A TED talk by Baroness Onora O’Neill makes some fascinating observations about trust and trustworthiness. Her premise is that despite public concerns about there not being enough trust, trust should not be given to the untrustworthy. The problem is insufficient trustworthiness, not insufficient trust. Baroness O’Neill goes on to suggest that there are three components to trustworthiness:
So how can this be applied to outsourcing contracts? The purpose of a contract can be viewed as a way of building trust, and by Baroness O’Neill’s analysis, that means building trustworthiness. The theory is that, even if the other party is not inherently trustworthy, having a come-back if they fail to perform makes them trustable. Contracts do this by giving access to a court system that will award remedies if performance is not sufficient (i.e., is competent and reliable) or if the other party does not abide more generally by its side of the bargain (i.e., acts honestly).
But there are some problems with this theory: parties don’t actually sue under outsourcing agreements. It’s not because projects don’t fail, but there are very few cases because:
- It can be hard to prove losses flowing from the breach – operations are messy – and the exclusions of liability will exclude lots of potential damages. Often the remedies available are just not big enough to justify the pain of bringing a claim.
- These relationships themselves are messy – both parties may have breached and seemingly clear-cut cases often quickly descend into finger pointing and confusion.
- The customer (and it is almost always the customer that will be bringing the claim) needs the supplier to perform the services. With such a high reliance on the supplier it is natural to want to try to fix the situation rather than go to the wire with litigation. Especially when these contracts are run by operations managers who are hard-wired to solve problems rather than run to lawyers.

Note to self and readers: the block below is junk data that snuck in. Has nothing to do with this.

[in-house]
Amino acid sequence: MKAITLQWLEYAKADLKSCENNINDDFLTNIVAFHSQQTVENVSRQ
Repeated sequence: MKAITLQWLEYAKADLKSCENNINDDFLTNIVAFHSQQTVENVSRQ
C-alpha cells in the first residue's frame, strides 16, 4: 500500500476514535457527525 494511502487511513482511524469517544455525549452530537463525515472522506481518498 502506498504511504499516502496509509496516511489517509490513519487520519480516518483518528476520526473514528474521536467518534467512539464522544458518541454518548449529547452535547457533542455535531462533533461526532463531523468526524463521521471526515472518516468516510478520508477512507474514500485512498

- There is often a larger relationship between the parties that overshadows specific failures.
Given all these reasons why litigation doesn’t happen, why do parties still believe that contracts actually change behaviour to the point where they can take the untrustworthy and make them trustable?
- The parties although they breach specific provisions with regularity (there is no outsourcing contract out there that is being fully complied with) also act in a way that they SHOULD comply with contracts. It has strong cultural weight on behaviour and no one wants to be in blatant breach.
- Threats of dire consequences for failure can drive enough behavioural changes so that relationships limp rather than go really bad.
- There is nothing like a legal team calling down dire threats of imminent destruction to bring people into line, and lawyers all believe strongly in the idea that you really should comply with your contractual obligations.
All of this is to say that yes, contracts can change the game and help get parties to behave in a trustworthy manner. But they are also a crude tool and not consistent enough in their impact. So what can we do to find more trustworthy partners?
First, we need to put more emphasis on only working with trustworthy companies. Rather than just relying on a big name. Companies need to do real due diligence to choose partners that are trustworthy.
Second, we need to act in ways that drive more trustworthy behaviour, such as:
- treating the other party as trustworthy,
- punishing divergence from the contracted standards quickly, but also forgiving quickly, and
- creating a relationship of give and take where issues are negotiated rather than treated as black and white.
In short, your contract is necessary, but not sufficient, and won’t always save you; so spend as much time choosing and nurturing trustworthiness as you do negotiating your contract.